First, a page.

Henry Waxman stays on the warpath

Lehman, AIG, and the credit ratings agencies got their day in the harsh Congressional sun. Next up: Federal regulators

Topics: Globalization, How the World Works, Wall Street, Alan Greenspan,

While most intelligent beings in the known universe are focusing their attention on the presidential election scheduled to take place in twelve days, the implications of the last national election are still cause for some discombobulation, at least to my eyes. By which I mean that without the change in power in Congress in 2006, we would not have the pleasure of witnessing Rep. Henry Waxman, D.-Calif., grandstanding to imposing effect at the outset of a House Committee on Oversight and Government Reform hearing looking into the role of federal regulators in perpetrating the financial crisis. Even though its been almost two years since Democrats took over the House and Senate, I still find myself dumbfounded at the change in, er, tone.

To wit:



Our focus today is the actions and inaction of Federal regulators. For too long the prevailing attitude in Washington has been that the market always does best.

The federal reserve had the authority to stop the irresponsible lending practices that fueled the subprime mortgage market, but its longtime chairman, Alan Greenspan, rejected pleas that he intervene.

The SEC had authority to insist on tighter standards for credit rating agencies, but it did nothing, despite urgings from Congress.

The Treasury Department could have led the charge for responsible oversight of financial derivatives. Instead, it joined the opposition.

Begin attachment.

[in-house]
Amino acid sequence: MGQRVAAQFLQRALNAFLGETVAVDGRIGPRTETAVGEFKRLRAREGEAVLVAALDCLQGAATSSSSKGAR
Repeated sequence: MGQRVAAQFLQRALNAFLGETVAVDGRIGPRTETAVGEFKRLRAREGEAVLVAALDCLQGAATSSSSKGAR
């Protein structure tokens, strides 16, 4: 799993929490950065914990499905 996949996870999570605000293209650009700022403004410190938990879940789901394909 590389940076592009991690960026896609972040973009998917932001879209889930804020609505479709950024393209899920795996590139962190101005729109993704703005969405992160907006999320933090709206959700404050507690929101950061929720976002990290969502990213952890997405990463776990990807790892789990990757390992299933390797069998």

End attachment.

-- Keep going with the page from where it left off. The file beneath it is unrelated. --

The list of regulatory mistakes and misjudgments is long, and the cost to taxpayers and our economy is staggering.

The SEC relaxed leverage standards on Wall Street. The Offices of Thrift Supervision and the Comptroller of the Currency preempted state efforts to protect homebuyers from predatory lending. And the Justice Department slashed its efforts to prosecute white-collar fraud.

Congress is not exempt from responsibility. We passed legislation in 2000 that exempted financial derivatives from regulation, and we took too long — until earlier this year — to pass legislation strengthening oversight of Fannie Mae and Freddie Mac.

Over and over again ideology trumped governance. Our regulators became enablers rather than the enforcers. Their trust in the wisdom of the markets was infinite. The mantra became government regulation is wrong. The market is infallible.

Today’s hearing is the fourth in a series led by Waxman. Previous torturees included Lehman Bros., AIG, and the credit ratings agencies. On the hot seat today: former Federal Reserve Chairman Alan Greenspan, former Treasury Secretary John Snow, and current SEC Chairman Christopher Cox. Stay tuned to How the World Works for regular updates throughout today mocking their lame attempts to defend themselves.

 

Andrew Leonard

Andrew Leonard is a staff writer at Salon. On Twitter, @koxinga21.

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